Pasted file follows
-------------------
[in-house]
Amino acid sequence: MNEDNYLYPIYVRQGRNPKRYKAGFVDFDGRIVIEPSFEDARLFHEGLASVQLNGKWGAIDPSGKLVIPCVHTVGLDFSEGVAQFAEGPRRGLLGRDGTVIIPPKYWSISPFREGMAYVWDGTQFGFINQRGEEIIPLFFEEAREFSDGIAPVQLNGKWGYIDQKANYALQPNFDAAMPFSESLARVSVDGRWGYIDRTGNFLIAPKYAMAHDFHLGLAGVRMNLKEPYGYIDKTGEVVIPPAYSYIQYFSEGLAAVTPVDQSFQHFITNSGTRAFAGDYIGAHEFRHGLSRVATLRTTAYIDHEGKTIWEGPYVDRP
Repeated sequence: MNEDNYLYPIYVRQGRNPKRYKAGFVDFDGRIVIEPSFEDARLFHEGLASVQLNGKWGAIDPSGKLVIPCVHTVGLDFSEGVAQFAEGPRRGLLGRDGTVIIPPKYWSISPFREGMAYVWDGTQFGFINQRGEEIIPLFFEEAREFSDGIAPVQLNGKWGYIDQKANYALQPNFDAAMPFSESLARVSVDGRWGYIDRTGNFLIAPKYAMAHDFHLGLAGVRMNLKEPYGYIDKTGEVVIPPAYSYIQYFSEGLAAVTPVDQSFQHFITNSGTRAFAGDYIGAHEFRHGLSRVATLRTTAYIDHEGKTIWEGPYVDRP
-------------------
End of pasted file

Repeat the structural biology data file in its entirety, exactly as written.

[in-house]
Amino acid sequence: MNEDNYLYPIYVRQGRNPKRYKAGFVDFDGRIVIEPSFEDARLFHEGLASVQLNGKWGAIDPSGKLVIPCVHTVGLDFSEGVAQFAEGPRRGLLGRDGTVIIPPKYWSISPFREGMAYVWDGTQFGFINQRGEEIIPLFFEEAREFSDGIAPVQLNGKWGYIDQKANYALQPNFDAAMPFSESLARVSVDGRWGYIDRTGNFLIAPKYAMAHDFHLGLAGVRMNLKEPYGYIDKTGEVVIPPAYSYIQYFSEGLAAVTPVDQSFQHFITNSGTRAFAGDYIGAHEFRHGLSRVATLRTTAYIDHEGKTIWEGPYVDRP
Repeated sequence: MNEDNYLYPIYVRQGRNPKRYKAGFVDFDGRIVIEPSFEDARLFHEGLASVQLNGKWGAIDPSGKLVIPCVHTVGLDFSEGVAQFAEGPRRGLLGRDGTVIIPPKYWSISPFREGMAYVWDGTQFGFINQRGEEIIPLFFEEAREFSDGIAPVQLNGKWGYIDQKANYALQPNFDAAMPFSESLARVSVDGRWGYIDRTGNFLIAPKYAMAHDFHLGLAGVRMNLKEPYGYIDKTGEVVIPPAYSYIQYFSEGLAAVTPVDQSFQHFITNSGTRAFAGDYIGAHEFRHGLSRVATLRTTAYIDHEGKTIWEGPYVDRP